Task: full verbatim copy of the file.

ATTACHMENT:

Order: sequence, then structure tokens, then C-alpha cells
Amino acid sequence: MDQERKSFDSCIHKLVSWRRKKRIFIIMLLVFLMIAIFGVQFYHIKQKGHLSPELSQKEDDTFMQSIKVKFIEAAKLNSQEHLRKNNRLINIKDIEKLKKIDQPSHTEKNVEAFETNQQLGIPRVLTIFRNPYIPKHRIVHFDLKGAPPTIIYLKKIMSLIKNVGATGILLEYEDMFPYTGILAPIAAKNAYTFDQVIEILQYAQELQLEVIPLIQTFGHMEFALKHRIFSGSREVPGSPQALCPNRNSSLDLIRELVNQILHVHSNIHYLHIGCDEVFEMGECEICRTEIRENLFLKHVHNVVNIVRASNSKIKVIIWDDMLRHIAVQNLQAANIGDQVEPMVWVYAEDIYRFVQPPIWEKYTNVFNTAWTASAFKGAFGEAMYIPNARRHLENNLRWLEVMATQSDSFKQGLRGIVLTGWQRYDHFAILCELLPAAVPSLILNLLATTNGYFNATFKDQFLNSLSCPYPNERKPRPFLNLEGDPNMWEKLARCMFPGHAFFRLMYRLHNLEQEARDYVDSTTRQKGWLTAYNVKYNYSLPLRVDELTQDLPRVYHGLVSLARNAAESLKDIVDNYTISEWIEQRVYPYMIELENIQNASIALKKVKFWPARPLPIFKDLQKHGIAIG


Order: sequence, then structure tokens, then C-alpha cells
Amino acid sequence: MDQERKSFDSCIHKLVSWRRKKRIFIIMLLVFLMIAIFGVQFYHIKQKGHLSPELSQKEDDTFMQSIKVKFIEAAKLNSQEHLRKNNRLINIKDIEKLKKIDQPSHTEKNVEAFETNQQLGIPRVLTIFRNPYIPKHRIVHFDLKGAPPTIIYLKKIMSLIKNVGATGILLEYEDMFPYTGILAPIAAKNAYTFDQVIEILQYAQELQLEVIPLIQTFGHMEFALKHRIFSGSREVPGSPQALCPNRNSSLDLIRELVNQILHVHSNIHYLHIGCDEVFEMGECEICRTEIRENLFLKHVHNVVNIVRASNSKIKVIIWDDMLRHIAVQNLQAANIGDQVEPMVWVYAEDIYRFVQPPIWEKYTNVFNTAWTASAFKGAFGEAMYIPNARRHLENNLRWLEVMATQSDSFKQGLRGIVLTGWQRYDHFAILCELLPAAVPSLILNLLATTNGYFNATFKDQFLNSLSCPYPNERKPRPFLNLEGDPNMWEKLARCMFPGHAFFRLMYRLHNLEQEARDYVDSTTRQKGWLTAYNVKYNYSLPLRVDELTQDLPRVYHGLVSLARNAAESLKDIVDNYTISEWIEQRVYPYMIELENIQNASIALKKVKFWPARPLPIFKDLQKHGIAIG